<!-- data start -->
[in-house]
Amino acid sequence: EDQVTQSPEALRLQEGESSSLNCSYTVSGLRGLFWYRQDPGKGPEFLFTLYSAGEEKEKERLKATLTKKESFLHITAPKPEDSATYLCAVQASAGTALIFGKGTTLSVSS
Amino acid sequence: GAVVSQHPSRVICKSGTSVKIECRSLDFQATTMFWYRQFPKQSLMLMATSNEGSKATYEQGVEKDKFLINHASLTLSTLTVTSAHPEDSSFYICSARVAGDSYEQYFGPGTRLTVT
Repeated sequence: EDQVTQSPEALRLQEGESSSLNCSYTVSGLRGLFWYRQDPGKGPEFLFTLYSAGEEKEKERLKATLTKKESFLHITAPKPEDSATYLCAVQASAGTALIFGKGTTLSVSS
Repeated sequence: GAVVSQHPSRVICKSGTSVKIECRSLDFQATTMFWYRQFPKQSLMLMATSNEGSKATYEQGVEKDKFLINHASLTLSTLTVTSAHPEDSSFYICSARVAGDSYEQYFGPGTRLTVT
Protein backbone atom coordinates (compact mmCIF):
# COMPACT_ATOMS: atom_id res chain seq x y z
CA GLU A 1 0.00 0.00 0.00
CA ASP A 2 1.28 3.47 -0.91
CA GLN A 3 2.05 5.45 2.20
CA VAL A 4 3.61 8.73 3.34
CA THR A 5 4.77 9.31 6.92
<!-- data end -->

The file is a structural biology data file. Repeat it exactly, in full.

[in-house]
Amino acid sequence: EDQVTQSPEALRLQEGESSSLNCSYTVSGLRGLFWYRQDPGKGPEFLFTLYSAGEEKEKERLKATLTKKESFLHITAPKPEDSATYLCAVQASAGTALIFGKGTTLSVSS
Amino acid sequence: GAVVSQHPSRVICKSGTSVKIECRSLDFQATTMFWYRQFPKQSLMLMATSNEGSKATYEQGVEKDKFLINHASLTLSTLTVTSAHPEDSSFYICSARVAGDSYEQYFGPGTRLTVT
Repeated sequence: EDQVTQSPEALRLQEGESSSLNCSYTVSGLRGLFWYRQDPGKGPEFLFTLYSAGEEKEKERLKATLTKKESFLHITAPKPEDSATYLCAVQASAGTALIFGKGTTLSVSS
Repeated sequence: GAVVSQHPSRVICKSGTSVKIECRSLDFQATTMFWYRQFPKQSLMLMATSNEGSKATYEQGVEKDKFLINHASLTLSTLTVTSAHPEDSSFYICSARVAGDSYEQYFGPGTRLTVT
Protein backbone atom coordinates (compact mmCIF):
# COMPACT_ATOMS: atom_id res chain seq x y z
CA GLU A 1 0.00 0.00 0.00
CA ASP A 2 1.28 3.47 -0.91
CA GLN A 3 2.05 5.45 2.20
CA VAL A 4 3.61 8.73 3.34
CA THR A 5 4.77 9.31 6.92